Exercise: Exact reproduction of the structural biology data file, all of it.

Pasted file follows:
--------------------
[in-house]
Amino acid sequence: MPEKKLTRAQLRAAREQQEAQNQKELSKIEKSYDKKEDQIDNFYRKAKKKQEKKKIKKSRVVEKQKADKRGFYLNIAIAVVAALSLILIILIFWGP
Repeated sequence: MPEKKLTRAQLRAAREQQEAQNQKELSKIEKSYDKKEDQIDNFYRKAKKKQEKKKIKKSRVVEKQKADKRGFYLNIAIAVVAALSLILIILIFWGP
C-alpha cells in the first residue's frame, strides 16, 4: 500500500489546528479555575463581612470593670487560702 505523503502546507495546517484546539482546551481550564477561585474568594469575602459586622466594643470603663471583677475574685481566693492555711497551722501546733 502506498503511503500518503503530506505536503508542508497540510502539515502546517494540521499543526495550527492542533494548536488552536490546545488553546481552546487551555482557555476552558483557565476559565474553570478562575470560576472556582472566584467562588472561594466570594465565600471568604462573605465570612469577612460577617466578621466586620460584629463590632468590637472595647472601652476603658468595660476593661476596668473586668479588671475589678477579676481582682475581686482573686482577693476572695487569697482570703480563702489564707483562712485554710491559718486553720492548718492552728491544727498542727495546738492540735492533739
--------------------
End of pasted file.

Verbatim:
[in-house]
Amino acid sequence: MPEKKLTRAQLRAAREQQEAQNQKELSKIEKSYDKKEDQIDNFYRKAKKKQEKKKIKKSRVVEKQKADKRGFYLNIAIAVVAALSLILIILIFWGP
Repeated sequence: MPEKKLTRAQLRAAREQQEAQNQKELSKIEKSYDKKEDQIDNFYRKAKKKQEKKKIKKSRVVEKQKADKRGFYLNIAIAVVAALSLILIILIFWGP
C-alpha cells in the first residue's frame, strides 16, 4: 500500500489546528479555575463581612470593670487560702 505523503502546507495546517484546539482546551481550564477561585474568594469575602459586622466594643470603663471583677475574685481566693492555711497551722501546733 502506498503511503500518503503530506505536503508542508497540510502539515502546517494540521499543526495550527492542533494548536488552536490546545488553546481552546487551555482557555476552558483557565476559565474553570478562575470560576472556582472566584467562588472561594466570594465565600471568604462573605465570612469577612460577617466578621466586620460584629463590632468590637472595647472601652476603658468595660476593661476596668473586668479588671475589678477579676481582682475581686482573686482577693476572695487569697482570703480563702489564707483562712485554710491559718486553720492548718492552728491544727498542727495546738492540735492533739